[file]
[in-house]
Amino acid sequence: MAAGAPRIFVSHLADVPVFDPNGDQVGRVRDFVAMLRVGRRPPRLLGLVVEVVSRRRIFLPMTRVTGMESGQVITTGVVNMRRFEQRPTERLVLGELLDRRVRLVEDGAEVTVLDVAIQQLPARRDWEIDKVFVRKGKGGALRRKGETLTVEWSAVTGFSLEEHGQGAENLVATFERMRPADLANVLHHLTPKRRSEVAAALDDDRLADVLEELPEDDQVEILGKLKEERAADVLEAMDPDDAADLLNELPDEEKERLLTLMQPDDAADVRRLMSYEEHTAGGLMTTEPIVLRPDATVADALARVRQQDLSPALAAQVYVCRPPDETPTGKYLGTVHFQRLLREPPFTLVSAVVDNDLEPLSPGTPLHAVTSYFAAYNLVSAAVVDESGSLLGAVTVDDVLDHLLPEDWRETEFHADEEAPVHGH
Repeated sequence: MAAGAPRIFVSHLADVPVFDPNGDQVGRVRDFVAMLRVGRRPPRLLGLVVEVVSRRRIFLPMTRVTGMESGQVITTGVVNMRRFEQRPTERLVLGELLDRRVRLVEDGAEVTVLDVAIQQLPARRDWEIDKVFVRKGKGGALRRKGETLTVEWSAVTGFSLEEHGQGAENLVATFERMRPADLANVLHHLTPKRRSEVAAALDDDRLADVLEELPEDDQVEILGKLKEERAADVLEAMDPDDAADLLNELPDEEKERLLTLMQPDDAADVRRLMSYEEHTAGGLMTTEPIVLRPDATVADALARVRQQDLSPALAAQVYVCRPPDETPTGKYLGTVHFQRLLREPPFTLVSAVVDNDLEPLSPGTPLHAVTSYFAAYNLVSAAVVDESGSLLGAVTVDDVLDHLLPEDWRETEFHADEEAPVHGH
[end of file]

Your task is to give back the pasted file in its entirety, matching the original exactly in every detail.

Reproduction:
[in-house]
Amino acid sequence: MAAGAPRIFVSHLADVPVFDPNGDQVGRVRDFVAMLRVGRRPPRLLGLVVEVVSRRRIFLPMTRVTGMESGQVITTGVVNMRRFEQRPTERLVLGELLDRRVRLVEDGAEVTVLDVAIQQLPARRDWEIDKVFVRKGKGGALRRKGETLTVEWSAVTGFSLEEHGQGAENLVATFERMRPADLANVLHHLTPKRRSEVAAALDDDRLADVLEELPEDDQVEILGKLKEERAADVLEAMDPDDAADLLNELPDEEKERLLTLMQPDDAADVRRLMSYEEHTAGGLMTTEPIVLRPDATVADALARVRQQDLSPALAAQVYVCRPPDETPTGKYLGTVHFQRLLREPPFTLVSAVVDNDLEPLSPGTPLHAVTSYFAAYNLVSAAVVDESGSLLGAVTVDDVLDHLLPEDWRETEFHADEEAPVHGH
Repeated sequence: MAAGAPRIFVSHLADVPVFDPNGDQVGRVRDFVAMLRVGRRPPRLLGLVVEVVSRRRIFLPMTRVTGMESGQVITTGVVNMRRFEQRPTERLVLGELLDRRVRLVEDGAEVTVLDVAIQQLPARRDWEIDKVFVRKGKGGALRRKGETLTVEWSAVTGFSLEEHGQGAENLVATFERMRPADLANVLHHLTPKRRSEVAAALDDDRLADVLEELPEDDQVEILGKLKEERAADVLEAMDPDDAADLLNELPDEEKERLLTLMQPDDAADVRRLMSYEEHTAGGLMTTEPIVLRPDATVADALARVRQQDLSPALAAQVYVCRPPDETPTGKYLGTVHFQRLLREPPFTLVSAVVDNDLEPLSPGTPLHAVTSYFAAYNLVSAAVVDESGSLLGAVTVDDVLDHLLPEDWRETEFHADEEAPVHGH